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Ten years have passed since the Mental Health Act (MHA) 2007 came into force in England. An amending statute, the Act reformed the MHA 1983 and reshaped the law governing the compulsory care and treatment of people suffering from mental disorders. Primarily driven by concerns about risk, it sought to remove legalistic obstacles to civil commitment and extend the law's coercive reach into the community.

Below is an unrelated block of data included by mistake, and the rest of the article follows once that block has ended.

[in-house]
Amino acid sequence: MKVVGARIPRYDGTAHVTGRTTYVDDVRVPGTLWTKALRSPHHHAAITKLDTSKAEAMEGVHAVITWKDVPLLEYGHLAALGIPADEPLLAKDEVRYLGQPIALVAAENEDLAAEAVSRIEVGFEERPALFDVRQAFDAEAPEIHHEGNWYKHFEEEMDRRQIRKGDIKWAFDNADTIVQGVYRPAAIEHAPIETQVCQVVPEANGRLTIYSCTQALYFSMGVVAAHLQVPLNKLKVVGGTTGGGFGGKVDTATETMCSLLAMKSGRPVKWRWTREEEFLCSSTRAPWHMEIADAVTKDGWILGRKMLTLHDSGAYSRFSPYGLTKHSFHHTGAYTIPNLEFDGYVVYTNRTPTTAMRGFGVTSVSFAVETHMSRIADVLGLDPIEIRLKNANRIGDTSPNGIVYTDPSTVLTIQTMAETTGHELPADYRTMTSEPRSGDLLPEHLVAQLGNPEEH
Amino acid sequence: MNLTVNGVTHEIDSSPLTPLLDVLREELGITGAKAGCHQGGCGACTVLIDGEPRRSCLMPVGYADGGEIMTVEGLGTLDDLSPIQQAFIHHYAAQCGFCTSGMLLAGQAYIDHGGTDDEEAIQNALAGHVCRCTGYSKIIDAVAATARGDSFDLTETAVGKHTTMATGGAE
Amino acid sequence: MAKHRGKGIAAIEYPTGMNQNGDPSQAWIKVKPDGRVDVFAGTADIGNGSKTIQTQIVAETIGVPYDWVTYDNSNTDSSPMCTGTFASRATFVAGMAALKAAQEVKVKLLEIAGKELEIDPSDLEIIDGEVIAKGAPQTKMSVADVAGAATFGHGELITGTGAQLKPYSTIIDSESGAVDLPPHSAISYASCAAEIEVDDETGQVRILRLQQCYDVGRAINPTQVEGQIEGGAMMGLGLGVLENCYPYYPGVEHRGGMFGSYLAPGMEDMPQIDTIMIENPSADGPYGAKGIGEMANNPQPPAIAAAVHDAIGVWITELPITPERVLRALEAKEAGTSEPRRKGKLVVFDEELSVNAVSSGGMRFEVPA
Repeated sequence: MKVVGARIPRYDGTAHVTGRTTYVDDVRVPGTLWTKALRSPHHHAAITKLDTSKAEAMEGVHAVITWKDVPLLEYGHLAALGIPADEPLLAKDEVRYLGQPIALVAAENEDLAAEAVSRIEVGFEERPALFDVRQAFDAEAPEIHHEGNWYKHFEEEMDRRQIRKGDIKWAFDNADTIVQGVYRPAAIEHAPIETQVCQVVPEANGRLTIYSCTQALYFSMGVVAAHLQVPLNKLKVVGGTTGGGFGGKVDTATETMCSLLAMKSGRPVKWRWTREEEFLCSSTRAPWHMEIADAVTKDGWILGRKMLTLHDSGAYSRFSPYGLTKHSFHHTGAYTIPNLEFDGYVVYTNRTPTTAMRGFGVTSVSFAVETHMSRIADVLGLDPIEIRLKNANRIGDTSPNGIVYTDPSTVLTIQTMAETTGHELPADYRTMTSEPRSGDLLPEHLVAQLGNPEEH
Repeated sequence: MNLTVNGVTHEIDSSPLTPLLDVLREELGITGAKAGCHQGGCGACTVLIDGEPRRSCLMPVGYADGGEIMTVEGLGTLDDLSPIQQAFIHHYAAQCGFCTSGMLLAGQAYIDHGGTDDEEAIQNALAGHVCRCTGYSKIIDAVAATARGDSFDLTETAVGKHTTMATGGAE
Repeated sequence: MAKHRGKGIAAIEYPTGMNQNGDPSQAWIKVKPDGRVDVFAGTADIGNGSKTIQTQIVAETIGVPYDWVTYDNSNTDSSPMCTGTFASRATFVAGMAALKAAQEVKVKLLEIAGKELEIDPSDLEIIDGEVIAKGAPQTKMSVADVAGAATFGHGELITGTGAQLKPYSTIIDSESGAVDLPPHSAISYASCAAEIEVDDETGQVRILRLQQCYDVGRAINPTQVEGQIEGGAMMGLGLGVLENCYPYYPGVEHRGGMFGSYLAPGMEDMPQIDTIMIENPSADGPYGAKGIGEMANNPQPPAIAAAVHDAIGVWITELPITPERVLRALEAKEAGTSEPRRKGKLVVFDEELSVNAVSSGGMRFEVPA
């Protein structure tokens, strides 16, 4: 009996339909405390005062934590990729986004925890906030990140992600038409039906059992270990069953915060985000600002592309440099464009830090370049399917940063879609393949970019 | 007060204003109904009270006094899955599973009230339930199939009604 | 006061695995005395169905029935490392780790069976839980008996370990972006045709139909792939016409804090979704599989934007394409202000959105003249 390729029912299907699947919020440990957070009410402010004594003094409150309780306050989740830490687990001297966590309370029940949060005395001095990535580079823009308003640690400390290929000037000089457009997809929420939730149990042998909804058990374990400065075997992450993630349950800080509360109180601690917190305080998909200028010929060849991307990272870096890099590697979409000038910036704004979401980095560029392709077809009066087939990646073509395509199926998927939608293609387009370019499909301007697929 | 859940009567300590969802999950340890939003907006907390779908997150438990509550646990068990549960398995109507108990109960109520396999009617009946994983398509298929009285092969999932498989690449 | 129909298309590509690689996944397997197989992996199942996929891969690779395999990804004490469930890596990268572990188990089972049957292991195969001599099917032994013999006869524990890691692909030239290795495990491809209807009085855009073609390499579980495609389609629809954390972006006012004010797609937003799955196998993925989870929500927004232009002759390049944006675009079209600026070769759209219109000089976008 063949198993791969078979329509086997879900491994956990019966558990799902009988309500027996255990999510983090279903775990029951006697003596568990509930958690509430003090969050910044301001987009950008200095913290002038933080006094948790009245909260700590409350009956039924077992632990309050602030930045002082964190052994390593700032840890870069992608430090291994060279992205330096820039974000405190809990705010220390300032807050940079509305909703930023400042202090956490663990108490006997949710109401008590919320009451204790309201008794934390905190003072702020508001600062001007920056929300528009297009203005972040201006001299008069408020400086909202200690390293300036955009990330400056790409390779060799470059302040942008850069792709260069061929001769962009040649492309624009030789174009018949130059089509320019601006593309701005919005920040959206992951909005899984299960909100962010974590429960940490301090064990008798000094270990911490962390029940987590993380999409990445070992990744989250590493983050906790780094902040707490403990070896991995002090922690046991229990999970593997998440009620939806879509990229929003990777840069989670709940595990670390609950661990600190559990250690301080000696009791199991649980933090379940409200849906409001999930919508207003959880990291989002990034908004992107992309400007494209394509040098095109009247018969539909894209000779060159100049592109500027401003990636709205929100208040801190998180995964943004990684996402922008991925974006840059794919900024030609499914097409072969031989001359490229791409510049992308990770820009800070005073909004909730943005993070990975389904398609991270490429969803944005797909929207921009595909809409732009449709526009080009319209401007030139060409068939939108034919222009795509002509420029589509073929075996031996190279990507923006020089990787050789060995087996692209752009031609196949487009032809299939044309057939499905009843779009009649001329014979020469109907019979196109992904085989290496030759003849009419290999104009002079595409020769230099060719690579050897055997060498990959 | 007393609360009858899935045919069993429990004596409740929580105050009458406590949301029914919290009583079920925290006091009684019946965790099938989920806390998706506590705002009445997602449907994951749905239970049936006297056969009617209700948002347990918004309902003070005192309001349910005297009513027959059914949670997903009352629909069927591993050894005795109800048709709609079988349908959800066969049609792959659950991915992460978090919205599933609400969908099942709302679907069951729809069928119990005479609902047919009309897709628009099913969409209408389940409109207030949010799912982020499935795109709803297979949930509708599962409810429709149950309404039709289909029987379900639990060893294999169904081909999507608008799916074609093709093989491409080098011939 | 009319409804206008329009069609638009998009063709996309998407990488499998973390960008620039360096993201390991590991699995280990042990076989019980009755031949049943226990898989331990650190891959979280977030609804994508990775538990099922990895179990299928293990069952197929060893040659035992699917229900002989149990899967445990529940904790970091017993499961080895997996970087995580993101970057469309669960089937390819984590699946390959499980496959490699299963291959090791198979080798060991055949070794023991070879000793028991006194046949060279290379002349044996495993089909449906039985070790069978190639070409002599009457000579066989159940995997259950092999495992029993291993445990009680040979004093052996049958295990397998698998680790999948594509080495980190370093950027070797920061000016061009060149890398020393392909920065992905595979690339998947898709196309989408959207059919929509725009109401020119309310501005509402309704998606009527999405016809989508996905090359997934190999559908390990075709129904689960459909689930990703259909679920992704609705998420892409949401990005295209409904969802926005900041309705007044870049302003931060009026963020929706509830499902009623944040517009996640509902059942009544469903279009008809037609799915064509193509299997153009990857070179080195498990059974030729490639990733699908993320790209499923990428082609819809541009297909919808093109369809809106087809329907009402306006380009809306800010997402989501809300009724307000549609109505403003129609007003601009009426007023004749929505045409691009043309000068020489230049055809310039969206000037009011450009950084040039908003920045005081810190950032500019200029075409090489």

At the time of its introduction, the 2007 Act was written off as a retrograde step and a missed opportunity for radical, rights-focused reform. Despite this, little attention has been paid to its impact in the years since. Published to coincide with the tenth anniversary of the 2007 Act, this book offers a timely evaluation of mental health law and policy in England. It argues that the current MHA defies easy categorisation within any of the descriptive models which have customarily narrated the mechanics of civil commitment; namely `legalism', `new legalism', and `medicalism'. It therefore makes the case for a new model - new medicalism - to account for the 2007 Act's enhancement of the discretion of mental health professionals for the express purposes of facilitating the management of situations of risk. In doing so, the book critically examines the problems inherent in civil commitment frameworks organised around the concept of risk, explores the theoretical foundations of new medicalism, considers the challenges facing proponents of future reform in the era of the UN Convention on the Rights of Persons with Disabilities, and reflects on the 2007 Act's practical impact.